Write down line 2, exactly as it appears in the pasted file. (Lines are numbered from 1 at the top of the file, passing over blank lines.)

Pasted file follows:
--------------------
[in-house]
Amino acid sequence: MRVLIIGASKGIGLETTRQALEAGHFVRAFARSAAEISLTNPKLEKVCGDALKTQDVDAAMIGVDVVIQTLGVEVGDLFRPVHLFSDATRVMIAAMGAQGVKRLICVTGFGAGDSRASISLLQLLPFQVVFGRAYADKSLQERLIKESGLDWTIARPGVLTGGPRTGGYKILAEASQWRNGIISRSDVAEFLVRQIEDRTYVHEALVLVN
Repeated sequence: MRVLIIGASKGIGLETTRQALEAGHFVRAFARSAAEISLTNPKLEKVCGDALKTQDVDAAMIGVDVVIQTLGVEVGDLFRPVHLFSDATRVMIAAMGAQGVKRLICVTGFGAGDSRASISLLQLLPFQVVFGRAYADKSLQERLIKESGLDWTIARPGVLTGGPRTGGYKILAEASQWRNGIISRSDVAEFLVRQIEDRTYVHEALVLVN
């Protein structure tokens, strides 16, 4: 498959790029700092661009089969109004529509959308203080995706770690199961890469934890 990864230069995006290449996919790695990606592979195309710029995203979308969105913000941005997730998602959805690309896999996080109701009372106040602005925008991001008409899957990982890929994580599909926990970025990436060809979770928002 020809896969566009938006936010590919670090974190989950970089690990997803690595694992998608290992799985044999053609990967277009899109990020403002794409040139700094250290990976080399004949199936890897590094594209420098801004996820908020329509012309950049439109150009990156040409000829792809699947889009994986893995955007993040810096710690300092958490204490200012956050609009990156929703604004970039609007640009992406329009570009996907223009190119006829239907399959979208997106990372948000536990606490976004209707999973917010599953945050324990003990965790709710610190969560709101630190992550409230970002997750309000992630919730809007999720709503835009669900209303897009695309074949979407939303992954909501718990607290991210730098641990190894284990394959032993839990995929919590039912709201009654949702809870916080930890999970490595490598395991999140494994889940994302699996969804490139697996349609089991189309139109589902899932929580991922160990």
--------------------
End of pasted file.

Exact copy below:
Amino acid sequence: MRVLIIGASKGIGLETTRQALEAGHFVRAFARSAAEISLTNPKLEKVCGDALKTQDVDAAMIGVDVVIQTLGVEVGDLFRPVHLFSDATRVMIAAMGAQGVKRLICVTGFGAGDSRASISLLQLLPFQVVFGRAYADKSLQERLIKESGLDWTIARPGVLTGGPRTGGYKILAEASQWRNGIISRSDVAEFLVRQIEDRTYVHEALVLVN